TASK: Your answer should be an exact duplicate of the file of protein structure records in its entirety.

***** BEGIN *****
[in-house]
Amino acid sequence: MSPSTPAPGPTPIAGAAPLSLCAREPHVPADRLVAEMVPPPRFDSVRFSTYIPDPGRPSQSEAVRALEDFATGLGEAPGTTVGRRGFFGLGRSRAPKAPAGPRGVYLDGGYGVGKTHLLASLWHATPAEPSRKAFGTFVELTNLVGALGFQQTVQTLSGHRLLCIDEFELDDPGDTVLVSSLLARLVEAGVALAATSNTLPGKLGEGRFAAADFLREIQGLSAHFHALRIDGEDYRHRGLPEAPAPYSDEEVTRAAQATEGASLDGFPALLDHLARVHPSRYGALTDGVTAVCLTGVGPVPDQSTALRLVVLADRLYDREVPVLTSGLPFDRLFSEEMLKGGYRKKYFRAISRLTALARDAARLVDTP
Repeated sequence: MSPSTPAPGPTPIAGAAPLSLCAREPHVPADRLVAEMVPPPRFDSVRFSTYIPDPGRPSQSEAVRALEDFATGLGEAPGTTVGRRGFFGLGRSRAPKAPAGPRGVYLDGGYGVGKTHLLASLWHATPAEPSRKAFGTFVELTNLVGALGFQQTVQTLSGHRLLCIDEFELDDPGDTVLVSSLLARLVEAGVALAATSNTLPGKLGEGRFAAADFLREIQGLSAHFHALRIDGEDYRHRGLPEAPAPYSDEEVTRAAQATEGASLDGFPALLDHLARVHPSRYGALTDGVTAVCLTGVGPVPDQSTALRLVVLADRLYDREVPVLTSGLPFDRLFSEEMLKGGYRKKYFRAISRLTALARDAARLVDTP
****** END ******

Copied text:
[in-house]
Amino acid sequence: MSPSTPAPGPTPIAGAAPLSLCAREPHVPADRLVAEMVPPPRFDSVRFSTYIPDPGRPSQSEAVRALEDFATGLGEAPGTTVGRRGFFGLGRSRAPKAPAGPRGVYLDGGYGVGKTHLLASLWHATPAEPSRKAFGTFVELTNLVGALGFQQTVQTLSGHRLLCIDEFELDDPGDTVLVSSLLARLVEAGVALAATSNTLPGKLGEGRFAAADFLREIQGLSAHFHALRIDGEDYRHRGLPEAPAPYSDEEVTRAAQATEGASLDGFPALLDHLARVHPSRYGALTDGVTAVCLTGVGPVPDQSTALRLVVLADRLYDREVPVLTSGLPFDRLFSEEMLKGGYRKKYFRAISRLTALARDAARLVDTP
Repeated sequence: MSPSTPAPGPTPIAGAAPLSLCAREPHVPADRLVAEMVPPPRFDSVRFSTYIPDPGRPSQSEAVRALEDFATGLGEAPGTTVGRRGFFGLGRSRAPKAPAGPRGVYLDGGYGVGKTHLLASLWHATPAEPSRKAFGTFVELTNLVGALGFQQTVQTLSGHRLLCIDEFELDDPGDTVLVSSLLARLVEAGVALAATSNTLPGKLGEGRFAAADFLREIQGLSAHFHALRIDGEDYRHRGLPEAPAPYSDEEVTRAAQATEGASLDGFPALLDHLARVHPSRYGALTDGVTAVCLTGVGPVPDQSTALRLVVLADRLYDREVPVLTSGLPFDRLFSEEMLKGGYRKKYFRAISRLTALARDAARLVDTP